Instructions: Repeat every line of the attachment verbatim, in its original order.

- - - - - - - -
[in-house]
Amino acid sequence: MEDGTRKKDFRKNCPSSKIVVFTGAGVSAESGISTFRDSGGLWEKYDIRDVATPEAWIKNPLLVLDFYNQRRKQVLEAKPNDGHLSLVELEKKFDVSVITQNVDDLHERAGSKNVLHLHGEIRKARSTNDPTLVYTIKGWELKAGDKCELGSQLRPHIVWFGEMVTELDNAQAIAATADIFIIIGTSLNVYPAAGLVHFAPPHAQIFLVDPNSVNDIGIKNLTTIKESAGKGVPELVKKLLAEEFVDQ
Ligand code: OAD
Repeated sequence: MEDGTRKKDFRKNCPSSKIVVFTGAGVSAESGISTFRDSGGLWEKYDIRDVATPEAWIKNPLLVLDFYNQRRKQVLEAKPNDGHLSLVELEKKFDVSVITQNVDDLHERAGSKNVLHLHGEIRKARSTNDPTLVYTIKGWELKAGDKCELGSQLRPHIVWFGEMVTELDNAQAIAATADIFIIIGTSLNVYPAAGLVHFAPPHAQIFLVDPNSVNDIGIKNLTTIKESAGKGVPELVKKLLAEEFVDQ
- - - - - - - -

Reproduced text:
[in-house]
Amino acid sequence: MEDGTRKKDFRKNCPSSKIVVFTGAGVSAESGISTFRDSGGLWEKYDIRDVATPEAWIKNPLLVLDFYNQRRKQVLEAKPNDGHLSLVELEKKFDVSVITQNVDDLHERAGSKNVLHLHGEIRKARSTNDPTLVYTIKGWELKAGDKCELGSQLRPHIVWFGEMVTELDNAQAIAATADIFIIIGTSLNVYPAAGLVHFAPPHAQIFLVDPNSVNDIGIKNLTTIKESAGKGVPELVKKLLAEEFVDQ
Ligand code: OAD
Repeated sequence: MEDGTRKKDFRKNCPSSKIVVFTGAGVSAESGISTFRDSGGLWEKYDIRDVATPEAWIKNPLLVLDFYNQRRKQVLEAKPNDGHLSLVELEKKFDVSVITQNVDDLHERAGSKNVLHLHGEIRKARSTNDPTLVYTIKGWELKAGDKCELGSQLRPHIVWFGEMVTELDNAQAIAATADIFIIIGTSLNVYPAAGLVHFAPPHAQIFLVDPNSVNDIGIKNLTTIKESAGKGVPELVKKLLAEEFVDQ